A human-occupied submersible had brought an expedition team to the wreck site of RMS Titanic on a series of dives earlier this month as part of the production for an upcoming documentary film about the famed ill-fated passenger ship.
A team led by Rob McCallum of EYOS Expeditions and Victor Vescovo, CEO of Caladan Oceanic, completed a total of five dives in the first manned visits to Titanic‘s final resting place to be carried out since 2005.
The team utilised Limiting Factor, a deep diving submersible built by Triton Submarines of Florida, to examine the remains of the ship, capturing for the first time extraordinary native 4K footage using specially adapted cameras.
Using Limiting Factor‘s camera systems, the team performed dedicated photogrammetry passes on the wreck, allowing highly accurate and photo-realistic 3D models of Titanic to be produced.
These assets will help assess the wreck’s current condition and project its future, as well as make it possible to visualise the wreck using augmented reality (AR) and virtual reality (VR) technology.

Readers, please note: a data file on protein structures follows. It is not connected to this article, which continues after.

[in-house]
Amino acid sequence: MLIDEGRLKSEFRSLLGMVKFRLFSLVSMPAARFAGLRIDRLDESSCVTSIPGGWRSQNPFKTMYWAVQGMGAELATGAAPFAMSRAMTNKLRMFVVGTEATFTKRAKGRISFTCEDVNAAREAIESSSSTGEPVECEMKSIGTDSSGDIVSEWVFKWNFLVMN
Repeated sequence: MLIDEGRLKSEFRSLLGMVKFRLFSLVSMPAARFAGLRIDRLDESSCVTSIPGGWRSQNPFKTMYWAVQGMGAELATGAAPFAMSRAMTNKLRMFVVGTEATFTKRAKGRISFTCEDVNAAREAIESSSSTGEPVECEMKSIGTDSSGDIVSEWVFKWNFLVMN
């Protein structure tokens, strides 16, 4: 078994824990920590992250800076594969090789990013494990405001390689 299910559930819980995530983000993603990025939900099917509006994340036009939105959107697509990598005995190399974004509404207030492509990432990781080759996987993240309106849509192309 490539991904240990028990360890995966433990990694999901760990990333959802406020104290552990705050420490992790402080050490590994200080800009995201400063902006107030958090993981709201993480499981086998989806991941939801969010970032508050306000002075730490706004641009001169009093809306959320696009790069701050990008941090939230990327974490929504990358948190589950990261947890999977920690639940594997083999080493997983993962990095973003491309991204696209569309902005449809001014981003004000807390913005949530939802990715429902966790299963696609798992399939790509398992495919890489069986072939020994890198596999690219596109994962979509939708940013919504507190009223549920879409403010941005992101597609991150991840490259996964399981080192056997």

The scientists of the expedition will publish the full results alongside the documentary film being made by Atlantic Productions London.
Lying almost 4,000 metres beneath the surface in bitterly cold one degree Celsius water nearly 600 kilometres south of Newfoundland, the wreck has become vulnerable from sweeping eddies and subjected to ever-changing sea currents. Salt corrosion, metal-eating bacteria, and deep current action are having the greatest impact on the wreck.
The best maritime site on the web. The sea's our scene!